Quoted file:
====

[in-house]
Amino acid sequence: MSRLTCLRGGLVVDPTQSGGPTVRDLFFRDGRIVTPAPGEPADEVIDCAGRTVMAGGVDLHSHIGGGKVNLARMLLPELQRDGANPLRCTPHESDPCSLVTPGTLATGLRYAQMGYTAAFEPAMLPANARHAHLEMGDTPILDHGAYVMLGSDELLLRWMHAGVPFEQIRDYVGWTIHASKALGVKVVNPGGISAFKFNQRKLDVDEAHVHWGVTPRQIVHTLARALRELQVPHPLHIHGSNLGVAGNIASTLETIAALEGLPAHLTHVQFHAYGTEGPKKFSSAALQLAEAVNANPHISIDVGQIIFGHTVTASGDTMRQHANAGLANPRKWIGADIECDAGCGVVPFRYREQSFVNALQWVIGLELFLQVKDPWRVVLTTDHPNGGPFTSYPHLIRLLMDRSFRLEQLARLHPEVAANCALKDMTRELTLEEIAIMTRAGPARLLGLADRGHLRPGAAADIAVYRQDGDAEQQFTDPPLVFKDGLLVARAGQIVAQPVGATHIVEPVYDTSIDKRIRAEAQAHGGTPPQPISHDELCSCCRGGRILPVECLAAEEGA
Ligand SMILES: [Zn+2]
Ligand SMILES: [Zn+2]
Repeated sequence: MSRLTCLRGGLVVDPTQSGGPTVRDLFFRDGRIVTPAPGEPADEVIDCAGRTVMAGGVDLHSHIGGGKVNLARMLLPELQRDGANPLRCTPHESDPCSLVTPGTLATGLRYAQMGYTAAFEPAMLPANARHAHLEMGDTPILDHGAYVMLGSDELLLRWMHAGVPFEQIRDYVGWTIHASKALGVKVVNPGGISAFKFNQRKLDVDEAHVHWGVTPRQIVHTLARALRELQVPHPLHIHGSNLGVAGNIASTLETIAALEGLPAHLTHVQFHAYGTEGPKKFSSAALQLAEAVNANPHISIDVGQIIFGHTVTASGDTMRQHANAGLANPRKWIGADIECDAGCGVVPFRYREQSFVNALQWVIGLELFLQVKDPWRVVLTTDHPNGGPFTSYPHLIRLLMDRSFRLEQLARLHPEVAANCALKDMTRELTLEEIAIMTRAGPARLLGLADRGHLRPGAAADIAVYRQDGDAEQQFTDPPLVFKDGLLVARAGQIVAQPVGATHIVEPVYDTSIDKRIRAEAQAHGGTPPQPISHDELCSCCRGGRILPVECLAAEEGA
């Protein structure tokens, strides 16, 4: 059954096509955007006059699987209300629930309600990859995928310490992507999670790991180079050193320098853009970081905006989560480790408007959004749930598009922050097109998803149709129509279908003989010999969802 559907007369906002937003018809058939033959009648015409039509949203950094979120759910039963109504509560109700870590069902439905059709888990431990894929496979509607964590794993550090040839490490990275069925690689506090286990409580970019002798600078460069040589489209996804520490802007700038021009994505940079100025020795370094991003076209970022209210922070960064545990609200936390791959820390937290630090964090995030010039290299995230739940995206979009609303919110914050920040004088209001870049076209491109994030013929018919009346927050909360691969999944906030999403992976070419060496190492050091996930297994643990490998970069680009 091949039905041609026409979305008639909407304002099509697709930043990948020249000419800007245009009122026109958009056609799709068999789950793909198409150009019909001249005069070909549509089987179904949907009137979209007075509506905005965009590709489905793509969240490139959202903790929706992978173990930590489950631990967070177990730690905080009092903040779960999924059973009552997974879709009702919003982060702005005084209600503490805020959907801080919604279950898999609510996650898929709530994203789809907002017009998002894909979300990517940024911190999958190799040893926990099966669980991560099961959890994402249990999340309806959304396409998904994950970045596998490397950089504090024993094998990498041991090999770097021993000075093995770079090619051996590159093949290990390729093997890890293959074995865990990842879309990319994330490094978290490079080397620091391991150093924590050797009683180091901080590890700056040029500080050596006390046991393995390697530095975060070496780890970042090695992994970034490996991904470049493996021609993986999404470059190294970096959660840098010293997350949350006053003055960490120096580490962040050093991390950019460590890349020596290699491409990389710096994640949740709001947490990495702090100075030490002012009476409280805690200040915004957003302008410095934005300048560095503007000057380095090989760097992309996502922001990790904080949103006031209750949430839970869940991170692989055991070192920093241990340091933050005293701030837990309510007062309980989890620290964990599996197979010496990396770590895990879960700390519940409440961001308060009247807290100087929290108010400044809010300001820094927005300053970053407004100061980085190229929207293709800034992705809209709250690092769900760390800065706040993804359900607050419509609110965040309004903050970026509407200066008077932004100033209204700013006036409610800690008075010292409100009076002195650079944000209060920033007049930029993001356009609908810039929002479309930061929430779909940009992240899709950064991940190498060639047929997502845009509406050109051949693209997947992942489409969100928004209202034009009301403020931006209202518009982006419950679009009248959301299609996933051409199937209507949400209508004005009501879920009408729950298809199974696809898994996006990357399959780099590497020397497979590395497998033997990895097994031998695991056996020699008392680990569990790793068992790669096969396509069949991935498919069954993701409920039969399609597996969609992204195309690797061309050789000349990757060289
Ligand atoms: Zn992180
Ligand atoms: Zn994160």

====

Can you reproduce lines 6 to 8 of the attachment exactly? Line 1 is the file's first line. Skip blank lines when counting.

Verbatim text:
């Protein structure tokens, strides 16, 4: 059954096509955007006059699987209300629930309600990859995928310490992507999670790991180079050193320098853009970081905006989560480790408007959004749930598009922050097109998803149709129509279908003989010999969802 559907007369906002937003018809058939033959009648015409039509949203950094979120759910039963109504509560109700870590069902439905059709888990431990894929496979509607964590794993550090040839490490990275069925690689506090286990409580970019002798600078460069040589489209996804520490802007700038021009994505940079100025020795370094991003076209970022209210922070960064545990609200936390791959820390937290630090964090995030010039290299995230739940995206979009609303919110914050920040004088209001870049076209491109994030013929018919009346927050909360691969999944906030999403992976070419060496190492050091996930297994643990490998970069680009 091949039905041609026409979305008639909407304002099509697709930043990948020249000419800007245009009122026109958009056609799709068999789950793909198409150009019909001249005069070909549509089987179904949907009137979209007075509506905005965009590709489905793509969240490139959202903790929706992978173990930590489950631990967070177990730690905080009092903040779960999924059973009552997974879709009702919003982060702005005084209600503490805020959907801080919604279950898999609510996650898929709530994203789809907002017009998002894909979300990517940024911190999958190799040893926990099966669980991560099961959890994402249990999340309806959304396409998904994950970045596998490397950089504090024993094998990498041991090999770097021993000075093995770079090619051996590159093949290990390729093997890890293959074995865990990842879309990319994330490094978290490079080397620091391991150093924590050797009683180091901080590890700056040029500080050596006390046991393995390697530095975060070496780890970042090695992994970034490996991904470049493996021609993986999404470059190294970096959660840098010293997350949350006053003055960490120096580490962040050093991390950019460590890349020596290699491409990389710096994640949740709001947490990495702090100075030490002012009476409280805690200040915004957003302008410095934005300048560095503007000057380095090989760097992309996502922001990790904080949103006031209750949430839970869940991170692989055991070192920093241990340091933050005293701030837990309510007062309980989890620290964990599996197979010496990396770590895990879960700390519940409440961001308060009247807290100087929290108010400044809010300001820094927005300053970053407004100061980085190229929207293709800034992705809209709250690092769900760390800065706040993804359900607050419509609110965040309004903050970026509407200066008077932004100033209204700013006036409610800690008075010292409100009076002195650079944000209060920033007049930029993001356009609908810039929002479309930061929430779909940009992240899709950064991940190498060639047929997502845009509406050109051949693209997947992942489409969100928004209202034009009301403020931006209202518009982006419950679009009248959301299609996933051409199937209507949400209508004005009501879920009408729950298809199974696809898994996006990357399959780099590497020397497979590395497998033997990895097994031998695991056996020699008392680990569990790793068992790669096969396509069949991935498919069954993701409920039969399609597996969609992204195309690797061309050789000349990757060289
Ligand atoms: Zn992180
Ligand atoms: Zn994160």